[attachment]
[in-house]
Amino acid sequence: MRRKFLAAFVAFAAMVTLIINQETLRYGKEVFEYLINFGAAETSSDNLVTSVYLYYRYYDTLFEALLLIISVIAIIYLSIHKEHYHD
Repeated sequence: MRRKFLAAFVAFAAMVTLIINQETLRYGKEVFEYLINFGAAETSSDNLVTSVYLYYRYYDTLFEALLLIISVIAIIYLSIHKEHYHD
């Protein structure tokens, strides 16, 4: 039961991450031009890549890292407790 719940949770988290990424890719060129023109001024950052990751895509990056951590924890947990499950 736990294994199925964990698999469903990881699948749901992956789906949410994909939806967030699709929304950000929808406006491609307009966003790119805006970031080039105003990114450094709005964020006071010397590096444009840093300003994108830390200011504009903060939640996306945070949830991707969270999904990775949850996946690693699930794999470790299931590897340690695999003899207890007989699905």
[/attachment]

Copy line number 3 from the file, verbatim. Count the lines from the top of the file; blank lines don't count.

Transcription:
Repeated sequence: MRRKFLAAFVAFAAMVTLIINQETLRYGKEVFEYLINFGAAETSSDNLVTSVYLYYRYYDTLFEALLLIISVIAIIYLSIHKEHYHD